Sunday, May 31, 2015


A guy was just caught charging tourists $200 to ride the Staten Island Ferry each way -- even though the ferry is free. Now, you'd assume the New York Post -- a conservative, law-and-order paper -- would be appalled at the actions of this perpetrator, right? Well, not quite. Here's the Post's lede, which blames the victims:
These suckers are the reason a $30 hot dog exists.

Dopey tourists are paying top dollar to bogus vendors for “tickets” to the Staten Island Ferry -- which has been free for 18 years, The Post has learned.

One clueless pair shelled out $400 for a round-trip journey to the city’s southernmost borough, sources said.

“They’re targeting people who are tourists, because they just don’t know better,” said a source with the city’s Parks Enforcement Patrol.

Career con Gregory Reddick, 54, hooked the big fish on Wednesday while wearing a snappy “Authorized Ticket Agent” jacket near the South Street Seaport, officials said.

“Usually, the people we’re seeing are complaining that they’ve been charged $25” for a Staten Island Ferry ride, said the parks-enforcement source.

“But this guy was charging $200 each way.”
The "$30 hot dog" reference harks back to an earlier story about a vendor who overcharged customers for hot dogs and other snacks, returned insufficient change, pretended he didn't know enough English to conduct business responsibly, failed to post prices for his goods as required by law, and shortchanged the owner of his cart, who subsequently fired him -- a guy who was defended in a Post op-ed titled "The $30 Hot Dog Guy Is a Capitalist Hero."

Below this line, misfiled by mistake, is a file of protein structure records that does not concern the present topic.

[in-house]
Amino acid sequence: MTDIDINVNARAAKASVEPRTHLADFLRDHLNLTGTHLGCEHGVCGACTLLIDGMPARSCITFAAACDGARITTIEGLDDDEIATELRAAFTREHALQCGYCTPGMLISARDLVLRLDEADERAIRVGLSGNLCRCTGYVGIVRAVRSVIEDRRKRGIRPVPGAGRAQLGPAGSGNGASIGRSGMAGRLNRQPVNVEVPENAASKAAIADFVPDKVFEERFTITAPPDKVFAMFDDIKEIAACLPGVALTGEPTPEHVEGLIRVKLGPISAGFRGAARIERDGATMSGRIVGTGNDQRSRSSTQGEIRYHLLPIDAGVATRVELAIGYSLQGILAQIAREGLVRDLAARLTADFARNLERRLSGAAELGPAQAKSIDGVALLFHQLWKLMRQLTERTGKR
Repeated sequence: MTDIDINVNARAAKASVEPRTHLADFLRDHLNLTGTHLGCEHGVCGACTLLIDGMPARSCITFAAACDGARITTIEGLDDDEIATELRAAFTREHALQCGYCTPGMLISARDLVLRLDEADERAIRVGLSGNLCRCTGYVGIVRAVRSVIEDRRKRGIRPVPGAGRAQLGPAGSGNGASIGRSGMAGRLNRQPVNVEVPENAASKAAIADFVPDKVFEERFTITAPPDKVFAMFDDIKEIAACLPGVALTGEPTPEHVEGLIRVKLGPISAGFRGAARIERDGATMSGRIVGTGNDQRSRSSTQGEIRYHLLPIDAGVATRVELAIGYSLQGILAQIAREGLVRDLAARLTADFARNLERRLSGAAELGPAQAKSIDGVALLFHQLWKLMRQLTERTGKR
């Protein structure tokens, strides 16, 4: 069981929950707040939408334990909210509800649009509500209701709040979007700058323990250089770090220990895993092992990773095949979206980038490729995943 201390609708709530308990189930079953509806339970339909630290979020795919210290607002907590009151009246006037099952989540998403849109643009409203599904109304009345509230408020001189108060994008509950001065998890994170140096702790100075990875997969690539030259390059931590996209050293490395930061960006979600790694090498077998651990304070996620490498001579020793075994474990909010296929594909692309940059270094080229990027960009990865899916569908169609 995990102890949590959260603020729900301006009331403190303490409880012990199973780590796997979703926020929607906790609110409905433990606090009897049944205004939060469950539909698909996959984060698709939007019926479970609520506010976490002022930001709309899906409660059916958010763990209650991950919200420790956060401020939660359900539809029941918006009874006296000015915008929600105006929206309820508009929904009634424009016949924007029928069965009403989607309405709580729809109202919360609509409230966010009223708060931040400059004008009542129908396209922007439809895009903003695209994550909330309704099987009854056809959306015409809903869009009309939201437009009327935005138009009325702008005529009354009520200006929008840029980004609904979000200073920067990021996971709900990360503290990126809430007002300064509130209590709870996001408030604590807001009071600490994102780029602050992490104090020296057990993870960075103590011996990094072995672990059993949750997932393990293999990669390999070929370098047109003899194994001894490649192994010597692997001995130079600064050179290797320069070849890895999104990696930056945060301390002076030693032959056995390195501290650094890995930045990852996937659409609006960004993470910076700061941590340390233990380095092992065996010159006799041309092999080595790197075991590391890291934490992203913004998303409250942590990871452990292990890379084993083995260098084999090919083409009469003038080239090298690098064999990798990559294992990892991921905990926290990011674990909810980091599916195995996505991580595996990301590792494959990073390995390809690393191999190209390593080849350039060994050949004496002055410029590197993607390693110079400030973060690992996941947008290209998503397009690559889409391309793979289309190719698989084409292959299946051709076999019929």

Once you get pat the lede of the Staten Island Ferry story, you read about the perpetrator, and he sounds like the quintessential New York Post villain:
Reddick, of Jamaica, Queens, was caught by Parks Enforcement Patrolman Jean-Baptist Joseph, 33, on Pier 15 as he allegedly took the cash from the two marks.

When Joseph asked to see an ID and Parks permit, Reddick shoved him in the chest and took off, a criminal complaint says.

Joseph chased Reddick to The Battery, where he and a half-dozen fellow officers surrounded the 200-pound suspect, subduing him with the help of pepper spray, the complaint says....

Reddick’s rap sheet dates to his early teens and includes six felony convictions, other law-enforcement sources said.

He has at least five aliases, six Social Security numbers and seven dates of birth -- and has spent at least nine years in prison for burglary and credit-card fraud, sources added.
So: he's a career criminal and he resisted arrest -- oh, and the accompanying photo makes clear that he's black. You'd think the Post would be exulting in his capture. But no, the story begins by blaming the dumb-rube tourists. (Reading the story, you feel that it may have been written as a straight law-and-order tale and then edited to suggest that a colorful rogue was gulling the suckers.)